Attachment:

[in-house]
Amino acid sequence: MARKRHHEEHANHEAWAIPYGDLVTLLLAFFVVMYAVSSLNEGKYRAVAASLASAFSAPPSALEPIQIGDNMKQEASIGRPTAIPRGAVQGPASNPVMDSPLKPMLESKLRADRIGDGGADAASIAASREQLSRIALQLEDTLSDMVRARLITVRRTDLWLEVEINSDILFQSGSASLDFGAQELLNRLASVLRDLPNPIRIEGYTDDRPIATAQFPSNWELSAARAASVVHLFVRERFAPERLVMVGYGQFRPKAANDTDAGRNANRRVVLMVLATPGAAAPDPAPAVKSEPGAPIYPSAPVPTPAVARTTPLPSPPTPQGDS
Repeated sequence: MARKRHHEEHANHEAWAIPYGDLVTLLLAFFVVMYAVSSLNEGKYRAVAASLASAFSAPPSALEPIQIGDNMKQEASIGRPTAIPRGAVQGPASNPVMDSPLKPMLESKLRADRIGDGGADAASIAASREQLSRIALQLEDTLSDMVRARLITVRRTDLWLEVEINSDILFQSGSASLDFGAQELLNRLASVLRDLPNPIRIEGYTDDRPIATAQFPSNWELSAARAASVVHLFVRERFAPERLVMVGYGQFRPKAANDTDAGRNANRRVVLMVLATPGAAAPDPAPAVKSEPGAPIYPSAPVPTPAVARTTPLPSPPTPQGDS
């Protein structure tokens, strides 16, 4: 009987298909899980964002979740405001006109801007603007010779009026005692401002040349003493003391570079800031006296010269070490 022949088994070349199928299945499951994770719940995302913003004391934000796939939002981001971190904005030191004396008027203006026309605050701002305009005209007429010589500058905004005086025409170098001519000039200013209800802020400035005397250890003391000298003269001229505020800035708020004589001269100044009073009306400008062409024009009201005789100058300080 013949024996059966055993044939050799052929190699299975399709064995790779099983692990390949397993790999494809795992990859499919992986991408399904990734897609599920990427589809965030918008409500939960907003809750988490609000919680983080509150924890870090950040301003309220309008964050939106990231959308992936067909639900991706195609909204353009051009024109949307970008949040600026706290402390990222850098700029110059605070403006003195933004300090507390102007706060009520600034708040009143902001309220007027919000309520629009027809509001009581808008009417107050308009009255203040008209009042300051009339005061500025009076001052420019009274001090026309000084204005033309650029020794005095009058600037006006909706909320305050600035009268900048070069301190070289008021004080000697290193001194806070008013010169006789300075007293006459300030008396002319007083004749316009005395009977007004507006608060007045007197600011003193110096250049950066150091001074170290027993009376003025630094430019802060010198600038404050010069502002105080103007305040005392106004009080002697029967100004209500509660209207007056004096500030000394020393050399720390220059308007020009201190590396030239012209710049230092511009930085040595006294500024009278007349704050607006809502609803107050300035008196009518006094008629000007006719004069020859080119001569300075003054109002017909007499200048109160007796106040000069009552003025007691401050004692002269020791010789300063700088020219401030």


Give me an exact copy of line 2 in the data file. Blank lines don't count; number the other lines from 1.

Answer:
Amino acid sequence: MARKRHHEEHANHEAWAIPYGDLVTLLLAFFVVMYAVSSLNEGKYRAVAASLASAFSAPPSALEPIQIGDNMKQEASIGRPTAIPRGAVQGPASNPVMDSPLKPMLESKLRADRIGDGGADAASIAASREQLSRIALQLEDTLSDMVRARLITVRRTDLWLEVEINSDILFQSGSASLDFGAQELLNRLASVLRDLPNPIRIEGYTDDRPIATAQFPSNWELSAARAASVVHLFVRERFAPERLVMVGYGQFRPKAANDTDAGRNANRRVVLMVLATPGAAAPDPAPAVKSEPGAPIYPSAPVPTPAVARTTPLPSPPTPQGDS